Sometimes I think I’ve got the Christian life backwards. As I read the Bible I see many places where my practices are more culturally shaped than biblically shaped. Nowhere is this more true than in my beliefs about Christian community.
In a book called, Total Church: A Radical Reshaping around Gospel and Community, the authors, Tim Chester and Steve Timmis say the following:
“The prevailing view of life today is that of an individual standing on his or her own, heroically juggling various responsibilities—family, friendships, career, leisure, chores, decisions, and money…An alternative model is to view our various activities and responsibilities as spokes of a wheel. At the center or hub is not me as an individual but us as members of the Christian community.”
Their description resonates with me. I have often felt like that lone individual attempting to juggle all of life’s roles and responsibilities. But as I read Scripture, I see that community is at the heart of the Christian life.
What is Christian community?
In Acts 2:42-47, we learn that Christian is at least three things: spiritual, sacrificial, and spreading.
Christian Community Is Spiritual
Verse 42 says, “And they devoted themselves to the apostles’ teaching and the fellowship, to the breaking of bread and the prayers.” Devoted means “constantly diligent”, so these verses describe a way of life and not a passing season.
Then the verse lists four elements of Christian community: the apostles’ teaching (the word of God), fellowship (koinonia) the breaking of bread (the Lord’s Supper), and the prayers. What do these elements have in common? They are all spiritual. Beware of counterfeit communities. There is no substitute for Christian community because no other community is bound together by the Holy Spirit.
Christian Community is Sacrificial
In verses 44-45 we see Christians caring for each other in tangible, physical ways. “And all who believed were together and had all things in common. And they were selling their possessions and belongings and distributing the proceeds to all, as any had need.”
That word “common” is related to the word “fellowship” in verse 42. It means there is a practical dimension to spiritual community. Having all things in common does not do away with private property, but it means Christians had an attitude that their possessions were meant not just for themselves but for the good of others.
Not only were the early believers generous, they were sacrificial. They gave and gave and when they ran out, they sold their possessions and belongings to give more. Do we give at all? And if we do give, do we give sacrificially? Do we give until we feel it, until it makes us uncomfortable?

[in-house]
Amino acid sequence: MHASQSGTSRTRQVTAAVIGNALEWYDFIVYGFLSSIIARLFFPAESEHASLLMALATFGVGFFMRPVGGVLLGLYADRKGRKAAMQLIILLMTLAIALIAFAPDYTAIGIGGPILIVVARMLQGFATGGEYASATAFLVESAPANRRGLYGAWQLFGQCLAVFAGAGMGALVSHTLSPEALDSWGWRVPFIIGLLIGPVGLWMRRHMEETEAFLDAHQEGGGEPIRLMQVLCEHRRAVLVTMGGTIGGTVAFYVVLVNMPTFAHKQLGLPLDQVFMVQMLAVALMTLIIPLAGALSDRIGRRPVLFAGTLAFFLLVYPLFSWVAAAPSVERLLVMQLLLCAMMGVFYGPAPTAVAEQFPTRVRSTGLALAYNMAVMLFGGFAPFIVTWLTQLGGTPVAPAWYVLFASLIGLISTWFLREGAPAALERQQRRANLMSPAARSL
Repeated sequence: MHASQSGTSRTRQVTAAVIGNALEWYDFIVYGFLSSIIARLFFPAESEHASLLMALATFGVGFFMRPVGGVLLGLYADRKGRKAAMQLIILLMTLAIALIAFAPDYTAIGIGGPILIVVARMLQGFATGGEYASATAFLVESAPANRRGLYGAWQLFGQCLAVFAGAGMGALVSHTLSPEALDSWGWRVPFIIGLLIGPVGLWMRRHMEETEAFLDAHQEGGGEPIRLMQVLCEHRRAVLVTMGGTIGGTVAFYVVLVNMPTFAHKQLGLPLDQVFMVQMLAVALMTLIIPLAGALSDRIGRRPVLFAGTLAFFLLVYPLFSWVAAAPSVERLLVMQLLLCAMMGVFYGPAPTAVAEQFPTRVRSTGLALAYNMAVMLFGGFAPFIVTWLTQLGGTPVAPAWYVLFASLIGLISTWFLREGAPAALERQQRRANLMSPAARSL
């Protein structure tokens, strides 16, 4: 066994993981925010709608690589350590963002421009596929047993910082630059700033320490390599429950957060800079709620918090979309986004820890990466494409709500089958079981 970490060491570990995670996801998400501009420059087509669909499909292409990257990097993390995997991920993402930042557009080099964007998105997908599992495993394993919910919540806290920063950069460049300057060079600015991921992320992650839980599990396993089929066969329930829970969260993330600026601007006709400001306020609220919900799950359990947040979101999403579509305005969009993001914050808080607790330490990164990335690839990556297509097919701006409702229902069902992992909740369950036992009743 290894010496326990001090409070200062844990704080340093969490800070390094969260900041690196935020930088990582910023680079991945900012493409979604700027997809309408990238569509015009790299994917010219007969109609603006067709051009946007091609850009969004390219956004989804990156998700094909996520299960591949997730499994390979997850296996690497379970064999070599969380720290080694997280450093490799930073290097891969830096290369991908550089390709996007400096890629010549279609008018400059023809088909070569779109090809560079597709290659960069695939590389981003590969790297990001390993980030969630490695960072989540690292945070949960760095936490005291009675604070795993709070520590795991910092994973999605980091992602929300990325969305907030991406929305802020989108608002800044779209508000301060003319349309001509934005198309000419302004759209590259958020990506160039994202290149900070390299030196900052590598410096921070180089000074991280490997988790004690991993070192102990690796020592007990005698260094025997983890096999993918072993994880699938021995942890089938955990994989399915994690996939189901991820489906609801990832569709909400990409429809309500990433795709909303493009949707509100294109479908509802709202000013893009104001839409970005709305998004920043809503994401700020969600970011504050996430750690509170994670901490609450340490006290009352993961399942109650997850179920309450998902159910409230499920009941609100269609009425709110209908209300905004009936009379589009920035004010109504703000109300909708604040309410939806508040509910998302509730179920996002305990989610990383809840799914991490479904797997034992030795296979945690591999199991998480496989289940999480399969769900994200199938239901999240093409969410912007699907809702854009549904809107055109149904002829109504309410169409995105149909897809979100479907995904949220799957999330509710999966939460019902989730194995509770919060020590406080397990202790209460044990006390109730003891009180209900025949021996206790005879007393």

Christian Community is Spreading
The final verses of this passage show that Christian community is contagious. “And day by day, attending the temple together and breaking bread in their homes, they received their food with glad and generous hearts, praising God and having favor with all the people. And the Lord added to their number day by day those who were being saved.”
The Christians had favor with all the people. Outsiders saw the way they loved and served one another and agreed with their way of life if not their religion. But some did believe. “The Lord added to their number” demonstrates that God used Christians in community to draw people into a relationship with Himself.
Yet notice who was doing the adding. God converts people. Although God uses Christians in community as His instrument, ultimately, only the Lord can transform a persons heart from unbelief to belief. This should give Christians both humility and boldness to tell others about Jesus.
So how are you doing with Christian community? Do you feel guilty for not living out the biblical idea of community? Do you feel pride because you think you’re doing pretty well? Both guilt and pride are misplaced when it comes to Christian community. Both stances are fundamentally self-centered. But Christian community does not depend on what you do but on what Christ has already done.
On the cross Christ was cut off from community so you wouldn’t have to be. Who was with Jesus at His death? His apostles abandoned Him. The women who remained to watch were powerless to stop the murder. He had no one.
But Jesus was cut off from an even more important relationship. From eternity, Christ had only known a perfect union with His heavenly Father. But on the cross, the Father treated the Son like one of us, a sinner. For the first time the Son cried out to His Father and the answer was not favor but wrath.
Why? Jesus Christ paid the ultimate price so that when He ascended the Holy Spirit could descend. Now, through faith in Jesus, we receive the Holy Spirit and we are bound together in a supernatural union. Through His death Christ has already given us the gift of Christian community. The only question is, “Will you accept it?”
Below is a sermon I did at my home church, Redeemer, on Acts 2:42-47.